However, what’s going in across the country is dang interesting. Just 71 farming entities (those may include multiple farms) in the Northwest produced about 71 million pounds of hops last year, and they will grow about 10% additional acres this year. Hundreds of farmers across the rest of the country grew hops on roughly 1,000 acres, producing less than a million pounds.

What is their impact going to be? I haven’t found anybody to answer that question. If they are successful then they may solve a part of the acre problem. They’ve certainly drawn more attention to hops. It seems like every time a farmer in Kentucky or North Carolina or Maine plants hops it merits a story in the local paper. It reminds me of 20 years ago when brewpubs were a novelty. You’d walk into a new place and there would be a wall full of newspaper stories about it. That really hasn’t changed much. Newspaper people like to write about beer.

First there is the matter of growing the hops. Then there is the rest. “I get these calls every day (from would be hop growers),” said Sean McGree, hops manager at Brewers Supply Group, whose office is located in the Yakima Valley. “All they are worried about is getting their trellises in and hop going. They don’t realize that 60 percent of the quality that brewers see comes after the hops are picked.”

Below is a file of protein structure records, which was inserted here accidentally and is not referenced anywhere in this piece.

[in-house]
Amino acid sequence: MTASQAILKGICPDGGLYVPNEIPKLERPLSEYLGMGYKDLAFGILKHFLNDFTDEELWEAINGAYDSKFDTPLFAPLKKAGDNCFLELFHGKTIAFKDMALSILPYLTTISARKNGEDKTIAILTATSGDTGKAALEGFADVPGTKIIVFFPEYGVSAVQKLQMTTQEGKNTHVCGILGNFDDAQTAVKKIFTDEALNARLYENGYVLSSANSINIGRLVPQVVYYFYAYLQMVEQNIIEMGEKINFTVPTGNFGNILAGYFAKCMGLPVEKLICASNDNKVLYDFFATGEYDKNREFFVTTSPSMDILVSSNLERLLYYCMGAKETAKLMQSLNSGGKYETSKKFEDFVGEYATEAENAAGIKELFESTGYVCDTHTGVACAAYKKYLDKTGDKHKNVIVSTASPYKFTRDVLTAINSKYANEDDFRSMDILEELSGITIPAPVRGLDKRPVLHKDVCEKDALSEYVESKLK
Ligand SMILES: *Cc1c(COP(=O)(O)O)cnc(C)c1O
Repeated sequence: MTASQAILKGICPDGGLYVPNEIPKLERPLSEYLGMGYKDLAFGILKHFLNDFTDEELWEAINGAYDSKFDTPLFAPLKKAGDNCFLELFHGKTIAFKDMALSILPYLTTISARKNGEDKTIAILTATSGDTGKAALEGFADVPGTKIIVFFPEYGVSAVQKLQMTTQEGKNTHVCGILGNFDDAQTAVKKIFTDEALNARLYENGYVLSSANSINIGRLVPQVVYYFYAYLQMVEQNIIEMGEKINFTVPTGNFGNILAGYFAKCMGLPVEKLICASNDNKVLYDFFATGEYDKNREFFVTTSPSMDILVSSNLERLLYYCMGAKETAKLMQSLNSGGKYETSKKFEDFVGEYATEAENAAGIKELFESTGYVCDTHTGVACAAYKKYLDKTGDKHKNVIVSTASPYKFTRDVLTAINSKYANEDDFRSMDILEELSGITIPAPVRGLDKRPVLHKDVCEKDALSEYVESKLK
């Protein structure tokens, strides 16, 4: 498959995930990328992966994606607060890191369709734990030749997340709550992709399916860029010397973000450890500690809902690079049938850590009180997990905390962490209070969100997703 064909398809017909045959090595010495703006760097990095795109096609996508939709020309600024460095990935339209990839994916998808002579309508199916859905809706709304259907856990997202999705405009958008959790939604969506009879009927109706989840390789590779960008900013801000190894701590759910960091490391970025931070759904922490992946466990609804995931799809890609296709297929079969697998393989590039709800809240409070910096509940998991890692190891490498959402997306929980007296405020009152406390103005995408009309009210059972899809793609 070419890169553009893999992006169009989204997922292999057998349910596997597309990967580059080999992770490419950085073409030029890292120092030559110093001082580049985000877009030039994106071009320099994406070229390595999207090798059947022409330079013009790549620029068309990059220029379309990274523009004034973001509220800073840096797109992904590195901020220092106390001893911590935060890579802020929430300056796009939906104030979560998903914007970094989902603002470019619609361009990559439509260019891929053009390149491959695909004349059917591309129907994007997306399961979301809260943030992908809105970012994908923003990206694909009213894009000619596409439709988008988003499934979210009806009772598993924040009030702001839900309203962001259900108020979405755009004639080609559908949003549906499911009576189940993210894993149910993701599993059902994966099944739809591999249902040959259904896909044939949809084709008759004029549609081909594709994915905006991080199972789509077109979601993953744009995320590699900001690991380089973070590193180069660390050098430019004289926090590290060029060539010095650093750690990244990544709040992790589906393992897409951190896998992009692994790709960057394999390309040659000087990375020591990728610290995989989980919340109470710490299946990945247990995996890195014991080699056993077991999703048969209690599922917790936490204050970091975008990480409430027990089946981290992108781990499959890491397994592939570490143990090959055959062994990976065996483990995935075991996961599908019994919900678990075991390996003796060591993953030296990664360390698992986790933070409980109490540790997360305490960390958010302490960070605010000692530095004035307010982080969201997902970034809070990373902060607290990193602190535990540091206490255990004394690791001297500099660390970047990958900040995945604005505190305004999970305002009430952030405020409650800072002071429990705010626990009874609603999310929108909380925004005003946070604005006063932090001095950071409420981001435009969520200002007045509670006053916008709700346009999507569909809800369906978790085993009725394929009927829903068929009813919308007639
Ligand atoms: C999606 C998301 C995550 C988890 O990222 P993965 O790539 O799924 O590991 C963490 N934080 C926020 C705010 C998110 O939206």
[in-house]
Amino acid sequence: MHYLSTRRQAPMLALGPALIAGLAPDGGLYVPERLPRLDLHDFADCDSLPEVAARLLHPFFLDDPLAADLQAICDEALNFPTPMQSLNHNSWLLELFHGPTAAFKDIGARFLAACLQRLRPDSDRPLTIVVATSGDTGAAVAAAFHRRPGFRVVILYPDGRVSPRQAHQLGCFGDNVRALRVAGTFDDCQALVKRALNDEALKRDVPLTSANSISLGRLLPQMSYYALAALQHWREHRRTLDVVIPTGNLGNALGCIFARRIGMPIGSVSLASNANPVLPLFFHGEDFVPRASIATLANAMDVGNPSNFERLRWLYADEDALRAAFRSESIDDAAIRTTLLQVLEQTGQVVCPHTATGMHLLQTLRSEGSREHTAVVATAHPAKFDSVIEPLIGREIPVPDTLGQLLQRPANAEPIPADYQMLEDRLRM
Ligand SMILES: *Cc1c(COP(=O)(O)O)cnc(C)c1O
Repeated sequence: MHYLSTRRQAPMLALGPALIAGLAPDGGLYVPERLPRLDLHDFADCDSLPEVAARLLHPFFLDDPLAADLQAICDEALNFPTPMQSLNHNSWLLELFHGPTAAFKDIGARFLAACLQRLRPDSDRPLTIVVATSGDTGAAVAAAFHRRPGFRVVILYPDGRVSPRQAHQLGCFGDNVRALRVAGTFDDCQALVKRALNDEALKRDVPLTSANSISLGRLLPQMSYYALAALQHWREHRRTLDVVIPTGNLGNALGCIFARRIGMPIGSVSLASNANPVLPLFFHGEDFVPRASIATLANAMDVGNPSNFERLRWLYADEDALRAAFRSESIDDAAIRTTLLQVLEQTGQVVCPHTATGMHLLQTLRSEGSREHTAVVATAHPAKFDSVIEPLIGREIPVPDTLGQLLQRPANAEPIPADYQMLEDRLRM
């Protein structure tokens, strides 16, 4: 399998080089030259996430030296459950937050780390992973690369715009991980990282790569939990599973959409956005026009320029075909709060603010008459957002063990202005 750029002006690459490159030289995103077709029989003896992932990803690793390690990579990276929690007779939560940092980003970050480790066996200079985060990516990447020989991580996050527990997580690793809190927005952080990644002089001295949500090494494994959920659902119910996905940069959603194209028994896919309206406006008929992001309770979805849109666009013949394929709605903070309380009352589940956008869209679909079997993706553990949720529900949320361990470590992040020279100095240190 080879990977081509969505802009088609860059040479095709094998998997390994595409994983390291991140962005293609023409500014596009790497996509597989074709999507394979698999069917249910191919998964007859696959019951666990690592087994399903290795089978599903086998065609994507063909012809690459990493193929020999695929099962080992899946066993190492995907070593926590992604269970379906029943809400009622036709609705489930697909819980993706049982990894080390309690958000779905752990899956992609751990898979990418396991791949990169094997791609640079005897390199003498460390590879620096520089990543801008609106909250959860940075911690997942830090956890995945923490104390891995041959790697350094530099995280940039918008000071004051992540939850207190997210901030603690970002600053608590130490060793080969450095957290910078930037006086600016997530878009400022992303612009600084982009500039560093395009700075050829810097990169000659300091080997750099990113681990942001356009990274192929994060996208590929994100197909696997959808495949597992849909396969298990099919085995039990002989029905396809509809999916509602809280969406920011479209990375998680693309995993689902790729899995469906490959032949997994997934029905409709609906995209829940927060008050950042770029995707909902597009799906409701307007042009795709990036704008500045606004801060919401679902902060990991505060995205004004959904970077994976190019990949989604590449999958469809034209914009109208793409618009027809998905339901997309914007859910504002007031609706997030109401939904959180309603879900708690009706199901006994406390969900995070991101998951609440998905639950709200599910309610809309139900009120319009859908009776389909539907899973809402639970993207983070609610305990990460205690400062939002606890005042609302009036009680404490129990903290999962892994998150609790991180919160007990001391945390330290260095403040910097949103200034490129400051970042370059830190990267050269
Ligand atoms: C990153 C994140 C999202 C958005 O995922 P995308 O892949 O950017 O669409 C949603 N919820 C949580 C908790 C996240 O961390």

They’ve still got to be able to distribute (sell) what they grow. That infrastructure is a work in progress. Spencer Gray of Sugar Creek Hops in Indiana was part of the “Opportunities for family farms and smaller marketing operations” panels at the hop convention. His family planted five acres this year and to plans to sell hops from around the world as well as their own. “I saw an underserved market. The industry is so centralized,” he said. His plans are ambitious, including establishing a breeding program that incorporates native American hops, and he expects Sugar Creek will begin processing (pelletizing) hops for the next harvest.

Gray’s is one of dozens of interesting stories. For instance, several New York farms are marketing some of their hops as heirloom varieties that have a direct link to the nineteenth century. Pedersen Farms simply calls its own, “New York.” (I’m still waiting for a Double IPA called New York, New York.) Others are growing found varieties, natural crosses between hops imported from Europe up to 400 years ago and native American hops. “It’s like finding wild apples,” said Steve Miller of Cornell Cooperative Extension services. “A majority are so-so.”